morals depend on the social structure of the species
Hi again, Den. It certainly doesn't look like you have improved your position, even with your recent equivocating on who you really are.
Amusingly, no reasonable person will believe much of anything you say now, as you "cried wolf" one too many times.
The problem, of course, is an overly simplistic and unrealistic portrayal of nature in general and human nature in specific.
For example, lions murder the cubs of other lions and then rape the lionesses ...
It should be blindingly obvious that the natural behavior of lions are necessarily different from the natural behavior of humans, as each species develops patterns of behavior that provide the total population with the best opportunities for reproduction and survival. Evolution occurs in populations, not individuals.
As a result, patricide is not only common, but virtually expected as "moral" behavior for spiders and mantids. It is also "moral" for a parasite to live off the flesh of a victim, eating them slowly while the victim is still alive.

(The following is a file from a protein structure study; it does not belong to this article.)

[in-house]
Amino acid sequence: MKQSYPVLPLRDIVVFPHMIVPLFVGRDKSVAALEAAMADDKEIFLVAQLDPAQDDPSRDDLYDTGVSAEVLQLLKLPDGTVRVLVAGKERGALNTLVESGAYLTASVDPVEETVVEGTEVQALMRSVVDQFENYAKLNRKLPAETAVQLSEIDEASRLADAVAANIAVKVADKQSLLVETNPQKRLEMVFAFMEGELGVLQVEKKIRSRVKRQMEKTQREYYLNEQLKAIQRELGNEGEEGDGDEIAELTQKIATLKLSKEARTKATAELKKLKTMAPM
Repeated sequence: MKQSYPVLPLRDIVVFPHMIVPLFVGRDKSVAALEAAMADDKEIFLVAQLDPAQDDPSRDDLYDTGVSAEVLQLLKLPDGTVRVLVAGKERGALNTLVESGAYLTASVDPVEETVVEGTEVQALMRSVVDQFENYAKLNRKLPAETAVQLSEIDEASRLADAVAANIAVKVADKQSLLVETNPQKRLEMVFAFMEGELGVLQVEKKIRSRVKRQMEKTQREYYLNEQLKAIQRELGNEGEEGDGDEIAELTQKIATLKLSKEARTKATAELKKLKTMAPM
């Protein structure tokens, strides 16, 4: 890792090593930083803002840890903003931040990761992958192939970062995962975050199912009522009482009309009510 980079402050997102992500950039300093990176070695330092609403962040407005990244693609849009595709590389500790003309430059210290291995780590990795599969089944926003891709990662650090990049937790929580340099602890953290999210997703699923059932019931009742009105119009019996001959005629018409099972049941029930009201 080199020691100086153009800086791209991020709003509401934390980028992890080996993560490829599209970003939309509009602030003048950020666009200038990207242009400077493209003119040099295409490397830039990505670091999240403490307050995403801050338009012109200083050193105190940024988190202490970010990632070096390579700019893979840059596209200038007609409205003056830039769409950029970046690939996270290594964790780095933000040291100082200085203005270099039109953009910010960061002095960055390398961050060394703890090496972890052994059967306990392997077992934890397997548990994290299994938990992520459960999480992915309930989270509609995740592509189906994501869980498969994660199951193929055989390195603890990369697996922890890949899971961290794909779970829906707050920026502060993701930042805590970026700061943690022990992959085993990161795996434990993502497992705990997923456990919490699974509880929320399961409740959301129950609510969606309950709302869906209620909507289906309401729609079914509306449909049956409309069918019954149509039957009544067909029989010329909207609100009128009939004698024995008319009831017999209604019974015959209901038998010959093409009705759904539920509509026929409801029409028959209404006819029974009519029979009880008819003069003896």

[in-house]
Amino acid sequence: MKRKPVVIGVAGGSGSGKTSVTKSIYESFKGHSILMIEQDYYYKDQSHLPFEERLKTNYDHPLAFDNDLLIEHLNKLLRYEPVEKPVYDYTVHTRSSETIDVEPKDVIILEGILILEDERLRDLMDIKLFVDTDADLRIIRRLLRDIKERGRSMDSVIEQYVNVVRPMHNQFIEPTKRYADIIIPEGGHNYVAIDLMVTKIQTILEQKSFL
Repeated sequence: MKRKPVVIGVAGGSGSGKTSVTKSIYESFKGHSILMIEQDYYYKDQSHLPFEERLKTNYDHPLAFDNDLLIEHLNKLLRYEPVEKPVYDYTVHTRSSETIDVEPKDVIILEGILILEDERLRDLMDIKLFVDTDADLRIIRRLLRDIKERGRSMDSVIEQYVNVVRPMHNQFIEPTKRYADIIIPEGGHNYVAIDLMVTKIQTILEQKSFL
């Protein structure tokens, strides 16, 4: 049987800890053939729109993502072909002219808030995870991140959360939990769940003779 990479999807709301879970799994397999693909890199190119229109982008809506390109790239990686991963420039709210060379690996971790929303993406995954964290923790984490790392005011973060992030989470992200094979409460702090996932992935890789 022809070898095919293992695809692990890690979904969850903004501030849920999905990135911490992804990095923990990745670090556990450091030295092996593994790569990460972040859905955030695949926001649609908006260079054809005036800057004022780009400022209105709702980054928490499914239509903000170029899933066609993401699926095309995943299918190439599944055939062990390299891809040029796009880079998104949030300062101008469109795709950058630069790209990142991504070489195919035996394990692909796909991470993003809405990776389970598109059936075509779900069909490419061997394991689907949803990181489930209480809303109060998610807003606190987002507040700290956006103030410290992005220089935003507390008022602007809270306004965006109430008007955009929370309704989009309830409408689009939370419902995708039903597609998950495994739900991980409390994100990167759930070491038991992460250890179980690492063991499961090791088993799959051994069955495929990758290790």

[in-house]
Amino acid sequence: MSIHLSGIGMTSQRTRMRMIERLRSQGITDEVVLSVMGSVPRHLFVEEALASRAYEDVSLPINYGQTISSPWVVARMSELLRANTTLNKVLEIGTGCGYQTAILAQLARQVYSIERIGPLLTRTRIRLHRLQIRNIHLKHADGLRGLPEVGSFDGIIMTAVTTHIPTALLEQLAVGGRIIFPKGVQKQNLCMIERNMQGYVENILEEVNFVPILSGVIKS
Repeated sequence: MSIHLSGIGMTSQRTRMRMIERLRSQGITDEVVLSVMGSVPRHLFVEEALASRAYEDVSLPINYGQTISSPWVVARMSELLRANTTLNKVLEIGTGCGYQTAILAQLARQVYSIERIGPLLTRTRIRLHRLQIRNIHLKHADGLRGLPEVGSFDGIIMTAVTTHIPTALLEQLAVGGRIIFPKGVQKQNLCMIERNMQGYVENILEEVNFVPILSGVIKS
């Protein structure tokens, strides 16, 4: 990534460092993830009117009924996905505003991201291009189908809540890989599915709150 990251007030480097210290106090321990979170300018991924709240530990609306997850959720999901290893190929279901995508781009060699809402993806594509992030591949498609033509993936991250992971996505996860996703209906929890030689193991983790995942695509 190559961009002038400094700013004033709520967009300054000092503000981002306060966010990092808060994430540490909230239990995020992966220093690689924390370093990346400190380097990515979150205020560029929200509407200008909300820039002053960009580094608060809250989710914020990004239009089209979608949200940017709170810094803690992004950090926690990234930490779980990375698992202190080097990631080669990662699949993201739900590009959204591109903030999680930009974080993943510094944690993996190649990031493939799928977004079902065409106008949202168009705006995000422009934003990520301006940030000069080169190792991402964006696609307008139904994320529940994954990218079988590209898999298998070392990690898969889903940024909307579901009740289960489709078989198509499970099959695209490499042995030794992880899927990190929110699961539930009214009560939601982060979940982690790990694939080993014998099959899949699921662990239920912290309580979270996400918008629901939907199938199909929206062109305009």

The lesson of evolution is that those that survive and breed can pass on their genes to the next generation. The total population of surviving individuals forms the gene pool that produces the next generation, not just one individual.
All of nature is like one big trial and error computer, it keeps trying variations on a theme, and the ones that work become the foundations for the next round of trial and error tests.
To expect a specific moral system to rise up out of nature is like expecting a volcano to play a Beethoven Symphony: unrealistic because that is not the function of volcanoes.
Whether you are an immature fundy, a born-again atheist, a troll or just an undereducated person, the fact remains that your posts exhibit an ignorance of simple principles, of biological behavior in general, and of evolution in particular, that one should be ashamed to display in public.
But hey, this is America, and you are free to believe any foolish little thing your silly heart desires.